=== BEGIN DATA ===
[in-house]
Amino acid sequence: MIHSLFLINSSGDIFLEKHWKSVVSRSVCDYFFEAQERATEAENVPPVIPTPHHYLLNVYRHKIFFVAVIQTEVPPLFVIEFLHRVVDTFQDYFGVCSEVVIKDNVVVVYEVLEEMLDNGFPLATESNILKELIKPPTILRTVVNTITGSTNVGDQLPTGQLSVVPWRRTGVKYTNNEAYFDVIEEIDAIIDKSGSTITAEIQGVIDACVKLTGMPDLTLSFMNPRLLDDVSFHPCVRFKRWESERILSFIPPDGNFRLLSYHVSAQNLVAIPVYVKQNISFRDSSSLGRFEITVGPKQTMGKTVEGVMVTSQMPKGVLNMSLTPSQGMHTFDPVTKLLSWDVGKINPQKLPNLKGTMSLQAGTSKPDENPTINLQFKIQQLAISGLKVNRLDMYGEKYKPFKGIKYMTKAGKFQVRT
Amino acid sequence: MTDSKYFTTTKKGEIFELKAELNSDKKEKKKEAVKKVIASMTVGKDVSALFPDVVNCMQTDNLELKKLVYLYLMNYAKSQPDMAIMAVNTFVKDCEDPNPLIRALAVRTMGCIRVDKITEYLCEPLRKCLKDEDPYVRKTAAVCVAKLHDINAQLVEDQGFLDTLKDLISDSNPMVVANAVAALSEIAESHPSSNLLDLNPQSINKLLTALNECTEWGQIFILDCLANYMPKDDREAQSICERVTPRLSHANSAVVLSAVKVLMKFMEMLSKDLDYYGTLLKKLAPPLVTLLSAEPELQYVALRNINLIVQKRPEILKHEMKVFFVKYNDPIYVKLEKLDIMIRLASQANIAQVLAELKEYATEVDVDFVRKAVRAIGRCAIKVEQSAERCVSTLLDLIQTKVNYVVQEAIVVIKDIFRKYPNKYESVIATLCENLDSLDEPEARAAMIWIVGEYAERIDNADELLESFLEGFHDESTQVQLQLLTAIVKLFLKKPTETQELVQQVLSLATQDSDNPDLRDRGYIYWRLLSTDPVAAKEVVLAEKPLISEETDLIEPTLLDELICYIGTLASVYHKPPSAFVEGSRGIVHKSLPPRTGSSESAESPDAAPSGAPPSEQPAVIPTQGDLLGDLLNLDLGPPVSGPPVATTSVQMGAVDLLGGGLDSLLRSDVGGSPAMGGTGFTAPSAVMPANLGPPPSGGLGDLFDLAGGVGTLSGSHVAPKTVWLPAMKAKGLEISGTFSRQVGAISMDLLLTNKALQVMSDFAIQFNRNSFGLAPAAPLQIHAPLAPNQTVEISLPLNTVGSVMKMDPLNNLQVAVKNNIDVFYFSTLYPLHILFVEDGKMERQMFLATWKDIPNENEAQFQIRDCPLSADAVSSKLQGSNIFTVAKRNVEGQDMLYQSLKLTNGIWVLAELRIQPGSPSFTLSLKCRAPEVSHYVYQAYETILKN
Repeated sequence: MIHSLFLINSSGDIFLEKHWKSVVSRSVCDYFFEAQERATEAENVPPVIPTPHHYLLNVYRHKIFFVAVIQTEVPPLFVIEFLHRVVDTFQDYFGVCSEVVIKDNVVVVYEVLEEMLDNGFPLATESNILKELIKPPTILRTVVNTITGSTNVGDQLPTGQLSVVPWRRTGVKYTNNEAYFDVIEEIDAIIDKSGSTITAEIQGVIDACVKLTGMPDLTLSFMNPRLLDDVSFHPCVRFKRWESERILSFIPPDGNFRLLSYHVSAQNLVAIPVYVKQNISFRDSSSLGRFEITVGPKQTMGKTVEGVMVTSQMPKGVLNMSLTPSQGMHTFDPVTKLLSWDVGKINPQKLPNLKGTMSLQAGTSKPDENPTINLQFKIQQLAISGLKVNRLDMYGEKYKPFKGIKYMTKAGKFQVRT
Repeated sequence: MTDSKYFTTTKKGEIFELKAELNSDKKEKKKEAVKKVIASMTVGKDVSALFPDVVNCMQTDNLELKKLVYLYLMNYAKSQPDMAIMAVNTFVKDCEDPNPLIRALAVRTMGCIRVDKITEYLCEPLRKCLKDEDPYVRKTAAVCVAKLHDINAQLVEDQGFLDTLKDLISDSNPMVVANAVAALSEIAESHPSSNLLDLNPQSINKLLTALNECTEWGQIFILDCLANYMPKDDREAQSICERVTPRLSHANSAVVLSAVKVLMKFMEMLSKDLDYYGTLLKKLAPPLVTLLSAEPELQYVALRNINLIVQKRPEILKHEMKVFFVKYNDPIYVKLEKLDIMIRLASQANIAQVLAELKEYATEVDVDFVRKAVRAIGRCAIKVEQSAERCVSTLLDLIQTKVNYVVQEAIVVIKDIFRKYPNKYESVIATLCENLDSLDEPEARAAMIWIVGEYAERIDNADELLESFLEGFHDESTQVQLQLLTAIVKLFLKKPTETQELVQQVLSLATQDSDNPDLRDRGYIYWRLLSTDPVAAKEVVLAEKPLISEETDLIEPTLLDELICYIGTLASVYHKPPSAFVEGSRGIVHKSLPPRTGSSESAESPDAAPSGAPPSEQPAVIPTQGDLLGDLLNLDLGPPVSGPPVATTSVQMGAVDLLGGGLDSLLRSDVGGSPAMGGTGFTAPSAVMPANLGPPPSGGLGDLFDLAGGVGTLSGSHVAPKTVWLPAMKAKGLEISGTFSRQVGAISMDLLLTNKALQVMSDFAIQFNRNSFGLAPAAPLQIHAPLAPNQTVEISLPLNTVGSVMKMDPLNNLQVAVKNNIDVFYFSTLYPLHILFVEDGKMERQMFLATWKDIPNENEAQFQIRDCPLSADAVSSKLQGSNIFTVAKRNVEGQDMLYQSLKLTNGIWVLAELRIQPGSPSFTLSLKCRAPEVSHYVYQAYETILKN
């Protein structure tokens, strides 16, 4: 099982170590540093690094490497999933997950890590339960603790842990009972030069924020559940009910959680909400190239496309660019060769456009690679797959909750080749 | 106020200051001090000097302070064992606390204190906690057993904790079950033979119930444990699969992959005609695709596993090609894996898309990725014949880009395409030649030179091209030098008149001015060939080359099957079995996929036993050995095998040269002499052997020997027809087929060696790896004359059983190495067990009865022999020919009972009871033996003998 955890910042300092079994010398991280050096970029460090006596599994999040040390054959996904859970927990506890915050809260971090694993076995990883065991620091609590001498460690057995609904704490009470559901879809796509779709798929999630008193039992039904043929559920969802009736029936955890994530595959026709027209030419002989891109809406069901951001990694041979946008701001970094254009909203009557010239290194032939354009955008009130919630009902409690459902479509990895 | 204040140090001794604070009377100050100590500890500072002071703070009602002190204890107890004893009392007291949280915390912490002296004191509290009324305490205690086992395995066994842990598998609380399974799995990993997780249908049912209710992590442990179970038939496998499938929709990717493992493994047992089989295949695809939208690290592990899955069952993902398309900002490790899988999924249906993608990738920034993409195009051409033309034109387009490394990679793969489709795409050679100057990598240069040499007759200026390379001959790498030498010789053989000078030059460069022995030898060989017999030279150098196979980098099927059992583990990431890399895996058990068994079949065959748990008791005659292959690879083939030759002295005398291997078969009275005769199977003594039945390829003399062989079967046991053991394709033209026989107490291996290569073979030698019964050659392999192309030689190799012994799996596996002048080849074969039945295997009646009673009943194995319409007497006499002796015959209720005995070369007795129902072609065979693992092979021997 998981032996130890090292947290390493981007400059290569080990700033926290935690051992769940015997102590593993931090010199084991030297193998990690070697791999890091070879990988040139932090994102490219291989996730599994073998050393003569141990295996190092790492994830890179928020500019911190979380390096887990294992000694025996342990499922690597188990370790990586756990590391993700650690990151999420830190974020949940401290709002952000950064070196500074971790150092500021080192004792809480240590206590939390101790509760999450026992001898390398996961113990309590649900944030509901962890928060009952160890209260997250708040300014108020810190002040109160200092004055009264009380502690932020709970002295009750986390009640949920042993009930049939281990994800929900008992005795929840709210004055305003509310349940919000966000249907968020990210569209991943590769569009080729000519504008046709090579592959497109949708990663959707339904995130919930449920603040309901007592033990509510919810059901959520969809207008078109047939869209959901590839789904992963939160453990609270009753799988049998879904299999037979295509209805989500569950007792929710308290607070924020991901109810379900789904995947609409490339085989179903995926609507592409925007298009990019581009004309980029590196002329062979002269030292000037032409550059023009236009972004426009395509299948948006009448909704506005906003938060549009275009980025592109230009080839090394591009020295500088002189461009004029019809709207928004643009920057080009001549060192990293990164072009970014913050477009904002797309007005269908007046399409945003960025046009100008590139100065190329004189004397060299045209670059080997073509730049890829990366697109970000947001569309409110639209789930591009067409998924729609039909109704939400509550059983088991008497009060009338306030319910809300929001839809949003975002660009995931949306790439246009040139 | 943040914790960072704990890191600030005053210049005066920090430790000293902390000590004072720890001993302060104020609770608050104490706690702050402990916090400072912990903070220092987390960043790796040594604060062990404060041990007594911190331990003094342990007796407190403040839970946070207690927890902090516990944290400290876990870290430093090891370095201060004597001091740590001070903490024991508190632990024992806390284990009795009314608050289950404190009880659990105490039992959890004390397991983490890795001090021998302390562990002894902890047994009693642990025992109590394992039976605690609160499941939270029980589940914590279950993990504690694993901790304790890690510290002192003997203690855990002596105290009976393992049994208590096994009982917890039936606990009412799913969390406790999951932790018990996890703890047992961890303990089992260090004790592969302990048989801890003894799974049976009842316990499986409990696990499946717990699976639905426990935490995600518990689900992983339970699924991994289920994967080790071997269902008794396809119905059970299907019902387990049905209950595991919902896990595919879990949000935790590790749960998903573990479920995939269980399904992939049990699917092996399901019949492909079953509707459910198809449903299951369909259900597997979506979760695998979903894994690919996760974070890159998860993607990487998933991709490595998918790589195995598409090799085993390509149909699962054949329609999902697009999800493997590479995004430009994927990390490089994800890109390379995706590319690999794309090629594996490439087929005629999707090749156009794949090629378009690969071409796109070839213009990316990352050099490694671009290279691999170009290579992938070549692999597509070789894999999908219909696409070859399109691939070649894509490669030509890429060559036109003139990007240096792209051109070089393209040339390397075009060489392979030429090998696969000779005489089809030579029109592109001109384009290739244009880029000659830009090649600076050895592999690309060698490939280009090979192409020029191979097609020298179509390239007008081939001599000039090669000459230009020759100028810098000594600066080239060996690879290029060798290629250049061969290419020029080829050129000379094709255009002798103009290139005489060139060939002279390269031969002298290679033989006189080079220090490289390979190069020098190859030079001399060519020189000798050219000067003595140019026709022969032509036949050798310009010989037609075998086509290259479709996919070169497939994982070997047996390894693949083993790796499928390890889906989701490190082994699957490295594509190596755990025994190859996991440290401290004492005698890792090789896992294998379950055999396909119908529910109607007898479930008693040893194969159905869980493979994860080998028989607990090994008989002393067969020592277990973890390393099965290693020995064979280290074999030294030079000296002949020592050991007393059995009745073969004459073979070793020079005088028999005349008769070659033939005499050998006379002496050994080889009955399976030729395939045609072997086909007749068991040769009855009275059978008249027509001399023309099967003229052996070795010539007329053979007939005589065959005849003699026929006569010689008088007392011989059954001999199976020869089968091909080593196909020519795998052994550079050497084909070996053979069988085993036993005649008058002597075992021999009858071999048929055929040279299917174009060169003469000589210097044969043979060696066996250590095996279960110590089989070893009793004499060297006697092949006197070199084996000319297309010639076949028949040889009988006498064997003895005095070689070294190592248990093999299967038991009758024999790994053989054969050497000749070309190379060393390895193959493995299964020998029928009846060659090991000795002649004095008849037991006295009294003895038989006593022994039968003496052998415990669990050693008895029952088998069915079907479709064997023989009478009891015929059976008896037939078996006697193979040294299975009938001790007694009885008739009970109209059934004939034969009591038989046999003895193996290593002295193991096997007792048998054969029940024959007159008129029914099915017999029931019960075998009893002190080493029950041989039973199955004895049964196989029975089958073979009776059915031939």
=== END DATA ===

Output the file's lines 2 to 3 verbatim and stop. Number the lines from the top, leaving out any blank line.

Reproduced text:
Amino acid sequence: MIHSLFLINSSGDIFLEKHWKSVVSRSVCDYFFEAQERATEAENVPPVIPTPHHYLLNVYRHKIFFVAVIQTEVPPLFVIEFLHRVVDTFQDYFGVCSEVVIKDNVVVVYEVLEEMLDNGFPLATESNILKELIKPPTILRTVVNTITGSTNVGDQLPTGQLSVVPWRRTGVKYTNNEAYFDVIEEIDAIIDKSGSTITAEIQGVIDACVKLTGMPDLTLSFMNPRLLDDVSFHPCVRFKRWESERILSFIPPDGNFRLLSYHVSAQNLVAIPVYVKQNISFRDSSSLGRFEITVGPKQTMGKTVEGVMVTSQMPKGVLNMSLTPSQGMHTFDPVTKLLSWDVGKINPQKLPNLKGTMSLQAGTSKPDENPTINLQFKIQQLAISGLKVNRLDMYGEKYKPFKGIKYMTKAGKFQVRT
Amino acid sequence: MTDSKYFTTTKKGEIFELKAELNSDKKEKKKEAVKKVIASMTVGKDVSALFPDVVNCMQTDNLELKKLVYLYLMNYAKSQPDMAIMAVNTFVKDCEDPNPLIRALAVRTMGCIRVDKITEYLCEPLRKCLKDEDPYVRKTAAVCVAKLHDINAQLVEDQGFLDTLKDLISDSNPMVVANAVAALSEIAESHPSSNLLDLNPQSINKLLTALNECTEWGQIFILDCLANYMPKDDREAQSICERVTPRLSHANSAVVLSAVKVLMKFMEMLSKDLDYYGTLLKKLAPPLVTLLSAEPELQYVALRNINLIVQKRPEILKHEMKVFFVKYNDPIYVKLEKLDIMIRLASQANIAQVLAELKEYATEVDVDFVRKAVRAIGRCAIKVEQSAERCVSTLLDLIQTKVNYVVQEAIVVIKDIFRKYPNKYESVIATLCENLDSLDEPEARAAMIWIVGEYAERIDNADELLESFLEGFHDESTQVQLQLLTAIVKLFLKKPTETQELVQQVLSLATQDSDNPDLRDRGYIYWRLLSTDPVAAKEVVLAEKPLISEETDLIEPTLLDELICYIGTLASVYHKPPSAFVEGSRGIVHKSLPPRTGSSESAESPDAAPSGAPPSEQPAVIPTQGDLLGDLLNLDLGPPVSGPPVATTSVQMGAVDLLGGGLDSLLRSDVGGSPAMGGTGFTAPSAVMPANLGPPPSGGLGDLFDLAGGVGTLSGSHVAPKTVWLPAMKAKGLEISGTFSRQVGAISMDLLLTNKALQVMSDFAIQFNRNSFGLAPAAPLQIHAPLAPNQTVEISLPLNTVGSVMKMDPLNNLQVAVKNNIDVFYFSTLYPLHILFVEDGKMERQMFLATWKDIPNENEAQFQIRDCPLSADAVSSKLQGSNIFTVAKRNVEGQDMLYQSLKLTNGIWVLAELRIQPGSPSFTLSLKCRAPEVSHYVYQAYETILKN